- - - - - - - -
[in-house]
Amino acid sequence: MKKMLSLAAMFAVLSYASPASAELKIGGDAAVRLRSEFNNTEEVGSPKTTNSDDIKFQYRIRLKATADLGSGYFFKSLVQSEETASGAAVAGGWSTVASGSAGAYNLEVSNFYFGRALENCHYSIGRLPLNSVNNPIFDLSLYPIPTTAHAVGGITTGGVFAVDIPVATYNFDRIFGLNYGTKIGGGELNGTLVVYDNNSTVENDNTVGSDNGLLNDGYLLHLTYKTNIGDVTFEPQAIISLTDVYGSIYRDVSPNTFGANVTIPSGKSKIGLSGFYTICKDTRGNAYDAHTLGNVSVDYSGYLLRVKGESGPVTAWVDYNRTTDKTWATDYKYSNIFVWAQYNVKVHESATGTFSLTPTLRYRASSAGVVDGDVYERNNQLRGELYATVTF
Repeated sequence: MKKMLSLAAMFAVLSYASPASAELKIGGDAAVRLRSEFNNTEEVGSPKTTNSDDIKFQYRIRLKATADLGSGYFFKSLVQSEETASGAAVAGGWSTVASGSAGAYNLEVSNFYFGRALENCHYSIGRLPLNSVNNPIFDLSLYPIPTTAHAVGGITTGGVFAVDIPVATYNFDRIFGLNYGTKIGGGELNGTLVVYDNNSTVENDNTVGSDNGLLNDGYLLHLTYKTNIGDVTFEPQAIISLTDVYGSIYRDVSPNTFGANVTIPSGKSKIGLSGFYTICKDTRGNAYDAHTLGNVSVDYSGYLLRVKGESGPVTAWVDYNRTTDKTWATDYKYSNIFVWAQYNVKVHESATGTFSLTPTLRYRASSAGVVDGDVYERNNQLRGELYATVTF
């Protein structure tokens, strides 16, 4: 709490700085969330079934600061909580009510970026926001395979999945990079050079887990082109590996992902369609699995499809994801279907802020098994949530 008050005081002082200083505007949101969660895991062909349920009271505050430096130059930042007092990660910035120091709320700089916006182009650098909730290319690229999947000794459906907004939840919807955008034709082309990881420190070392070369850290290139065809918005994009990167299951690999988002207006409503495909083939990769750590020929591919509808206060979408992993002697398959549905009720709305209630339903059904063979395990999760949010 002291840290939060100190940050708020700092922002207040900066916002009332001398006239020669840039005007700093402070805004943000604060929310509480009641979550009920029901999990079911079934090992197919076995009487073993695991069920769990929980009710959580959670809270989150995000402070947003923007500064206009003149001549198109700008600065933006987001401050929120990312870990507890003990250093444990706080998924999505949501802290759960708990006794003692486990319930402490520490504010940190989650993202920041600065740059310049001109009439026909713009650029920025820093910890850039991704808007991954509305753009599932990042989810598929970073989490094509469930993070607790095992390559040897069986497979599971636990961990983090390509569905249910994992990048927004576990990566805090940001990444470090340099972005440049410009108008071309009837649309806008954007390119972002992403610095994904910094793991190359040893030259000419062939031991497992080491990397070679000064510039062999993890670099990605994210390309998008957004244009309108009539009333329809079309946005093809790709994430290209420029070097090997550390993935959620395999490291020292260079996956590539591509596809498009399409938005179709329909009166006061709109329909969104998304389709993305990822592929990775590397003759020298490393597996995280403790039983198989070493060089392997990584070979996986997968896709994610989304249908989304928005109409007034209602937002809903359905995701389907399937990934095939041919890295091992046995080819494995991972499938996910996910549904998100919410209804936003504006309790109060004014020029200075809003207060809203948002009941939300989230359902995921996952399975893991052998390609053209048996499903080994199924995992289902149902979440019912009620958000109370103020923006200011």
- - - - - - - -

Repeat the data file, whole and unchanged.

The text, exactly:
[in-house]
Amino acid sequence: MKKMLSLAAMFAVLSYASPASAELKIGGDAAVRLRSEFNNTEEVGSPKTTNSDDIKFQYRIRLKATADLGSGYFFKSLVQSEETASGAAVAGGWSTVASGSAGAYNLEVSNFYFGRALENCHYSIGRLPLNSVNNPIFDLSLYPIPTTAHAVGGITTGGVFAVDIPVATYNFDRIFGLNYGTKIGGGELNGTLVVYDNNSTVENDNTVGSDNGLLNDGYLLHLTYKTNIGDVTFEPQAIISLTDVYGSIYRDVSPNTFGANVTIPSGKSKIGLSGFYTICKDTRGNAYDAHTLGNVSVDYSGYLLRVKGESGPVTAWVDYNRTTDKTWATDYKYSNIFVWAQYNVKVHESATGTFSLTPTLRYRASSAGVVDGDVYERNNQLRGELYATVTF
Repeated sequence: MKKMLSLAAMFAVLSYASPASAELKIGGDAAVRLRSEFNNTEEVGSPKTTNSDDIKFQYRIRLKATADLGSGYFFKSLVQSEETASGAAVAGGWSTVASGSAGAYNLEVSNFYFGRALENCHYSIGRLPLNSVNNPIFDLSLYPIPTTAHAVGGITTGGVFAVDIPVATYNFDRIFGLNYGTKIGGGELNGTLVVYDNNSTVENDNTVGSDNGLLNDGYLLHLTYKTNIGDVTFEPQAIISLTDVYGSIYRDVSPNTFGANVTIPSGKSKIGLSGFYTICKDTRGNAYDAHTLGNVSVDYSGYLLRVKGESGPVTAWVDYNRTTDKTWATDYKYSNIFVWAQYNVKVHESATGTFSLTPTLRYRASSAGVVDGDVYERNNQLRGELYATVTF
């Protein structure tokens, strides 16, 4: 709490700085969330079934600061909580009510970026926001395979999945990079050079887990082109590996992902369609699995499809994801279907802020098994949530 008050005081002082200083505007949101969660895991062909349920009271505050430096130059930042007092990660910035120091709320700089916006182009650098909730290319690229999947000794459906907004939840919807955008034709082309990881420190070392070369850290290139065809918005994009990167299951690999988002207006409503495909083939990769750590020929591919509808206060979408992993002697398959549905009720709305209630339903059904063979395990999760949010 002291840290939060100190940050708020700092922002207040900066916002009332001398006239020669840039005007700093402070805004943000604060929310509480009641979550009920029901999990079911079934090992197919076995009487073993695991069920769990929980009710959580959670809270989150995000402070947003923007500064206009003149001549198109700008600065933006987001401050929120990312870990507890003990250093444990706080998924999505949501802290759960708990006794003692486990319930402490520490504010940190989650993202920041600065740059310049001109009439026909713009650029920025820093910890850039991704808007991954509305753009599932990042989810598929970073989490094509469930993070607790095992390559040897069986497979599971636990961990983090390509569905249910994992990048927004576990990566805090940001990444470090340099972005440049410009108008071309009837649309806008954007390119972002992403610095994904910094793991190359040893030259000419062939031991497992080491990397070679000064510039062999993890670099990605994210390309998008957004244009309108009539009333329809079309946005093809790709994430290209420029070097090997550390993935959620395999490291020292260079996956590539591509596809498009399409938005179709329909009166006061709109329909969104998304389709993305990822592929990775590397003759020298490393597996995280403790039983198989070493060089392997990584070979996986997968896709994610989304249908989304928005109409007034209602937002809903359905995701389907399937990934095939041919890295091992046995080819494995991972499938996910996910549904998100919410209804936003504006309790109060004014020029200075809003207060809203948002009941939300989230359902995921996952399975893991052998390609053209048996499903080994199924995992289902149902979440019912009620958000109370103020923006200011």